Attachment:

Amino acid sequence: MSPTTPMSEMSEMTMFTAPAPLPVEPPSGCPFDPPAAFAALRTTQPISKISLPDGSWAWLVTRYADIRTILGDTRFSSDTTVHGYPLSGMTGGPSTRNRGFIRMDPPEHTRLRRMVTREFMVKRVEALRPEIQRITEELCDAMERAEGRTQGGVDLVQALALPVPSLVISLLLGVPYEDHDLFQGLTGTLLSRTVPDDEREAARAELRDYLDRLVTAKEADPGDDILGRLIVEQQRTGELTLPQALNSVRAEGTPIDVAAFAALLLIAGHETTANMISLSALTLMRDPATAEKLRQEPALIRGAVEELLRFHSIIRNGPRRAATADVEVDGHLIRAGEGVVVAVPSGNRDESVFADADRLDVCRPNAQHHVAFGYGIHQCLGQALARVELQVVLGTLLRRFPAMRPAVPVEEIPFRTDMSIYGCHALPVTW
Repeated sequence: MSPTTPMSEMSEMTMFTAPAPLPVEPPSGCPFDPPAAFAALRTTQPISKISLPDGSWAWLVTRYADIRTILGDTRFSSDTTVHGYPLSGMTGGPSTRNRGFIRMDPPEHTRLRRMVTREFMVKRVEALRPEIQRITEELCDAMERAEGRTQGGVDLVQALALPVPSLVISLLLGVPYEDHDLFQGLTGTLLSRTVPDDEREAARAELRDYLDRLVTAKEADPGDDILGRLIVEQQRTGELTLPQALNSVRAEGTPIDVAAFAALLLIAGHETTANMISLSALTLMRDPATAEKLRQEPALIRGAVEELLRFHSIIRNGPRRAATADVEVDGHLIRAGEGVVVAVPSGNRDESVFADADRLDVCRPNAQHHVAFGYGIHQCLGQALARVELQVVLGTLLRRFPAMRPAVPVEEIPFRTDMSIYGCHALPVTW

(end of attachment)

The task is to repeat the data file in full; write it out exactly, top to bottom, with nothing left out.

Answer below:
Amino acid sequence: MSPTTPMSEMSEMTMFTAPAPLPVEPPSGCPFDPPAAFAALRTTQPISKISLPDGSWAWLVTRYADIRTILGDTRFSSDTTVHGYPLSGMTGGPSTRNRGFIRMDPPEHTRLRRMVTREFMVKRVEALRPEIQRITEELCDAMERAEGRTQGGVDLVQALALPVPSLVISLLLGVPYEDHDLFQGLTGTLLSRTVPDDEREAARAELRDYLDRLVTAKEADPGDDILGRLIVEQQRTGELTLPQALNSVRAEGTPIDVAAFAALLLIAGHETTANMISLSALTLMRDPATAEKLRQEPALIRGAVEELLRFHSIIRNGPRRAATADVEVDGHLIRAGEGVVVAVPSGNRDESVFADADRLDVCRPNAQHHVAFGYGIHQCLGQALARVELQVVLGTLLRRFPAMRPAVPVEEIPFRTDMSIYGCHALPVTW
Repeated sequence: MSPTTPMSEMSEMTMFTAPAPLPVEPPSGCPFDPPAAFAALRTTQPISKISLPDGSWAWLVTRYADIRTILGDTRFSSDTTVHGYPLSGMTGGPSTRNRGFIRMDPPEHTRLRRMVTREFMVKRVEALRPEIQRITEELCDAMERAEGRTQGGVDLVQALALPVPSLVISLLLGVPYEDHDLFQGLTGTLLSRTVPDDEREAARAELRDYLDRLVTAKEADPGDDILGRLIVEQQRTGELTLPQALNSVRAEGTPIDVAAFAALLLIAGHETTANMISLSALTLMRDPATAEKLRQEPALIRGAVEELLRFHSIIRNGPRRAATADVEVDGHLIRAGEGVVVAVPSGNRDESVFADADRLDVCRPNAQHHVAFGYGIHQCLGQALARVELQVVLGTLLRRFPAMRPAVPVEEIPFRTDMSIYGCHALPVTW